Patricia Timmons-Goodson appointed to U.S. Commission on Civil Rights
07/27/2014 1:56 PM
07/27/2014 1:57 PM
Former NC Supreme Court Associate Justice Patricia Timmons-Goodson has been appointed to the U.S. Commission on Civil Rights by President Barack Obama.
Timmons-Goodson served for six years as an associate justice on the state’s highest court before announcing she would retire in 2012 – two years before the end of her term.
As a member of the Commission on Civil Rights, Timmons-Goodson will join the 8-member panel in informing the development of national civil rights policy and in enhancing enforcement of federal civil rights laws.
The Commission was established by the Civil Rights Act of 1957 to develop national civil rights policy.
U.S. Rep. G.K. Butterfield, a Democrat from Wilson, said in a press release that Timmons-Goodson was a good choice for the position because she has a history of protecting civil rights.
“Justice Patricia Timmons-Goodson possesses the experience, judgment and integrity to advance the mission of the Commission in developing sound civil rights policy and overseeing enforcement of civil rights laws,” said Butterfield.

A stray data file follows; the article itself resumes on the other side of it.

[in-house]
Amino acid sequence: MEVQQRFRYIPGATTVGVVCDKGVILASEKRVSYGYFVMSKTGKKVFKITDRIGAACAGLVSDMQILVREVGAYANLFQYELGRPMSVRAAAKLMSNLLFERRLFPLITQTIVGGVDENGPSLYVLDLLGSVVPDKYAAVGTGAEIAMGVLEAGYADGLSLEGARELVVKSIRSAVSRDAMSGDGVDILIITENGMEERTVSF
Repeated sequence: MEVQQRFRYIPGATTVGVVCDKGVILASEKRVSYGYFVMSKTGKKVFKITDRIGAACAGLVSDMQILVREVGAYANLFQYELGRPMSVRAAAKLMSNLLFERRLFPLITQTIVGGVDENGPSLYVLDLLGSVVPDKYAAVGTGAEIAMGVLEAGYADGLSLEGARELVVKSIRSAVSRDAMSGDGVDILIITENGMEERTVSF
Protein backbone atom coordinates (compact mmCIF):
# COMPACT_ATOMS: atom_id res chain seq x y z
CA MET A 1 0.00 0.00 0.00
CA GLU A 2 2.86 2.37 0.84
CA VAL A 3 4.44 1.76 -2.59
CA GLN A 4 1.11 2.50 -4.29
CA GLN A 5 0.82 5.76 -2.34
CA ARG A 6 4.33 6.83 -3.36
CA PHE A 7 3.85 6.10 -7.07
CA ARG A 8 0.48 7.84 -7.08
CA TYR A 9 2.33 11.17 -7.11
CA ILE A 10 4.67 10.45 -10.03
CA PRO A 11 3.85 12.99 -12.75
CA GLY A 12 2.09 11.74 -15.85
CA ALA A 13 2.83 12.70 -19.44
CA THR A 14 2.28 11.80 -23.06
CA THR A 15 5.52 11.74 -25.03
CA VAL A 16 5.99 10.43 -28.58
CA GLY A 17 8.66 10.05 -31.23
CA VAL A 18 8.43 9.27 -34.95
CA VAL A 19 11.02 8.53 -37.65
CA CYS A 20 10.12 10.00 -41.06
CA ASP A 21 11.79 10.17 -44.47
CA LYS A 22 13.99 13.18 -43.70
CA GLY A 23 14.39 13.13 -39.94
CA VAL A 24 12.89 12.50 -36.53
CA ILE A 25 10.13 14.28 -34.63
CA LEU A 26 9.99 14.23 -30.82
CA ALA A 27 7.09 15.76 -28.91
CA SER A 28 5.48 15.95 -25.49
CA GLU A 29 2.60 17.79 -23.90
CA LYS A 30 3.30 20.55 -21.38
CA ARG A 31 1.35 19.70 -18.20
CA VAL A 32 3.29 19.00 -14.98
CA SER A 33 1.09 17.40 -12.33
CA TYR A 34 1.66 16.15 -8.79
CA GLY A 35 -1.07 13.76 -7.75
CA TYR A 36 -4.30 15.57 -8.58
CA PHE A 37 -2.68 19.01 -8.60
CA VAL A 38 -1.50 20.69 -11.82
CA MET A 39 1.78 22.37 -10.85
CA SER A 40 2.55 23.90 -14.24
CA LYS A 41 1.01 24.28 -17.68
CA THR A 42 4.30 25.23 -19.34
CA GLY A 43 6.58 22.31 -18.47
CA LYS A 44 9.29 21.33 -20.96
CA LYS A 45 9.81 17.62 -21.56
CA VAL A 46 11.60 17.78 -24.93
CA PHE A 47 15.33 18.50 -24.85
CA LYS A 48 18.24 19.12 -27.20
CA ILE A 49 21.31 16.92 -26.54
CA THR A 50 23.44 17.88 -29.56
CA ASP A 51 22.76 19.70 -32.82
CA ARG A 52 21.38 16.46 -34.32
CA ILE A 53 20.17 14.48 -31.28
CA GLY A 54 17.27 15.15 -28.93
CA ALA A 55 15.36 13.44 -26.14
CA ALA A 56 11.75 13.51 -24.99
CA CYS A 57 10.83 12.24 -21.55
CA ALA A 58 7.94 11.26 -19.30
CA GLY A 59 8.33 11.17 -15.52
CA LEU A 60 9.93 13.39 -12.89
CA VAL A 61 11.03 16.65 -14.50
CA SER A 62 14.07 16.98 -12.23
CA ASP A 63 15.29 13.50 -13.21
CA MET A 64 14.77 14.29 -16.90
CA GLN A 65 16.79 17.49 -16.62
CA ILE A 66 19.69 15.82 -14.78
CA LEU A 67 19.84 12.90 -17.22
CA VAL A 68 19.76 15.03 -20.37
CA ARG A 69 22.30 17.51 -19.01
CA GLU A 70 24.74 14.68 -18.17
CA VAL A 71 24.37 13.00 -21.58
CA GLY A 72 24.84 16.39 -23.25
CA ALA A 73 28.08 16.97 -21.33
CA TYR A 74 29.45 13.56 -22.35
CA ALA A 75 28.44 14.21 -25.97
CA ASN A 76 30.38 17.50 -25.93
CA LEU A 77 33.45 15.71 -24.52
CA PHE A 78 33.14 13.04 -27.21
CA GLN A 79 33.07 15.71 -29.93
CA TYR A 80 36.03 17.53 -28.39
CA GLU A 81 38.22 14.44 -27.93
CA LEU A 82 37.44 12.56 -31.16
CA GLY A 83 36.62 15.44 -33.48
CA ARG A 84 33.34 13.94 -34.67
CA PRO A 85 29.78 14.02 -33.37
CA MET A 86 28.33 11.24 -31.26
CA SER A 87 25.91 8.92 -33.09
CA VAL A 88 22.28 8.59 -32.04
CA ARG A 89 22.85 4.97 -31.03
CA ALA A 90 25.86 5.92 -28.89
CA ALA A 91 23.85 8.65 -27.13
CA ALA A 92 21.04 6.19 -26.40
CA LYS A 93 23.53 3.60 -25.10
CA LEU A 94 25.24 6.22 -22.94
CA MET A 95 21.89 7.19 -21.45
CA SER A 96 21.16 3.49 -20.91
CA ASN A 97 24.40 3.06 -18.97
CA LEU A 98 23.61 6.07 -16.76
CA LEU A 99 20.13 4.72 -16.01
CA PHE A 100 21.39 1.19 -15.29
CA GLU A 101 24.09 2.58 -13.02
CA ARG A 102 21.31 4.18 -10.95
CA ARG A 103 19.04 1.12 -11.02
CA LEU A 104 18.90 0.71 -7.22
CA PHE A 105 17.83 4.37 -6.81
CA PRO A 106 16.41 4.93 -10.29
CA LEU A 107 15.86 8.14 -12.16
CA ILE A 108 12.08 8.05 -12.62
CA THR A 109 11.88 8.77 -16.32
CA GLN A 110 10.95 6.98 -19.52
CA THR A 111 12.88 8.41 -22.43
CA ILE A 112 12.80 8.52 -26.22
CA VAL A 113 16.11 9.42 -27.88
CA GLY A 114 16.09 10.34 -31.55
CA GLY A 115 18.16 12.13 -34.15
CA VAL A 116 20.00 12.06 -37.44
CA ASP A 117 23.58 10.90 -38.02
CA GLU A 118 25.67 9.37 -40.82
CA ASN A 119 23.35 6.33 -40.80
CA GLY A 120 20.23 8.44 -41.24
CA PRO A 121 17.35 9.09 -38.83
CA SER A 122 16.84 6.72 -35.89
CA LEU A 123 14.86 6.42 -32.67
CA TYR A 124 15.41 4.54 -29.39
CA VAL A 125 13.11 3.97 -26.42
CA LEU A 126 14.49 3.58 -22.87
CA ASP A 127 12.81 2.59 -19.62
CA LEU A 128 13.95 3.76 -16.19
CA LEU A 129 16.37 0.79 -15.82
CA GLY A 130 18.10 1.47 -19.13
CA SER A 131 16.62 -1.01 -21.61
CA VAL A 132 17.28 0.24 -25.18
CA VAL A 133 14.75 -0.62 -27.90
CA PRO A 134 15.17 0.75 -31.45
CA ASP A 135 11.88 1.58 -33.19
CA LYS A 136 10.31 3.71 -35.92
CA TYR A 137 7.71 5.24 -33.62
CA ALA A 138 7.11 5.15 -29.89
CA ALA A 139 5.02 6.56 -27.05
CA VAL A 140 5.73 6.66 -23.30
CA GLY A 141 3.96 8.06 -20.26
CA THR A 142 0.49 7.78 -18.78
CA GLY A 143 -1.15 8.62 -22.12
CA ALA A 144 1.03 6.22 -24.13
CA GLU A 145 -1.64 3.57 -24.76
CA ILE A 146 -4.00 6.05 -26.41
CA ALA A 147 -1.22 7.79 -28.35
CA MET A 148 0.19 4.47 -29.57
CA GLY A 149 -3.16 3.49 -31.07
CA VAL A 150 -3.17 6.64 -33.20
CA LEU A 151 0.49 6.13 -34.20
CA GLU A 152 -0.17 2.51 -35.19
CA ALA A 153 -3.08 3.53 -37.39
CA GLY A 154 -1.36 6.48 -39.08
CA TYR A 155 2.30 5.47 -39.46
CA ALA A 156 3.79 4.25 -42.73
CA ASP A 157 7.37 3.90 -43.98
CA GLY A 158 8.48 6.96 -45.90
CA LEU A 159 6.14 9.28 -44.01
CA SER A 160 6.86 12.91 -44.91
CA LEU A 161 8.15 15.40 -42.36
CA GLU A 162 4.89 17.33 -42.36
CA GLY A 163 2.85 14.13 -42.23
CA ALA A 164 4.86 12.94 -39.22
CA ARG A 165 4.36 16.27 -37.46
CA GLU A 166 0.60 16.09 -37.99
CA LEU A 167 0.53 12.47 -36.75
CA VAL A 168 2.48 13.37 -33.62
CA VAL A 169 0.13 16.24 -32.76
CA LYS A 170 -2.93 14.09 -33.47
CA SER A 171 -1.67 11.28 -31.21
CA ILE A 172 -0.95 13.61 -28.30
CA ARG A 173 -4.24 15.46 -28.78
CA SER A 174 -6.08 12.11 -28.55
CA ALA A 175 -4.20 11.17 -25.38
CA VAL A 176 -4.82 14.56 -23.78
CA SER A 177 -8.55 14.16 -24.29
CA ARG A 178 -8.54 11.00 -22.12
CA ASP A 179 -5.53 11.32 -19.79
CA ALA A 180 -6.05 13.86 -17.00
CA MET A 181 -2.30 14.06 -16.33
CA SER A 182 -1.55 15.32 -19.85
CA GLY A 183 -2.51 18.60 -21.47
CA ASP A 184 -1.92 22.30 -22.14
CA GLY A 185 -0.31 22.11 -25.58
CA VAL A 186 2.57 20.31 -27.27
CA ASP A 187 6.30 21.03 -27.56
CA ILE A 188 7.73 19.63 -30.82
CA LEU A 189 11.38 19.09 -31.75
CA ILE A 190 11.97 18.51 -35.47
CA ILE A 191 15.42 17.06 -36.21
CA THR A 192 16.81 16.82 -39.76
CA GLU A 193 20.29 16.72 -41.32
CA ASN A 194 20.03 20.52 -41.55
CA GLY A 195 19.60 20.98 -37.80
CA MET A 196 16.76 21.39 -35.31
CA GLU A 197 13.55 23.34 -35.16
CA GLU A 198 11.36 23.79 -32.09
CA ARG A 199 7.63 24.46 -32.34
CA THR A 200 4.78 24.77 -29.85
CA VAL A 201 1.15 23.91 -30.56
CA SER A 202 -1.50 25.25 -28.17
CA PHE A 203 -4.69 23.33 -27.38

Karen Narasaki, the current chair of the Asian American Diversity Advisory Council for Comcast and NBCU and Co-Chair of the Asian American Advisory Council for Nielsen, was also appointed to the Commission.
“I am pleased to welcome two such distinguished persons as Commissioners Narasaki and Timmons-Goodson to the Commission,” said of the Commission, in a statement. “Their record of progressive leadership in civil rights will contribute greatly to our work as the nation’s conscience on civil rights.”
Timmons-Goodson began her legal career in North Carolina in 1981, serving as district attorney in Cumberland County, district court judge and the associate judge of the Court of Appeals before becoming the first female African American on the state Supreme Court.
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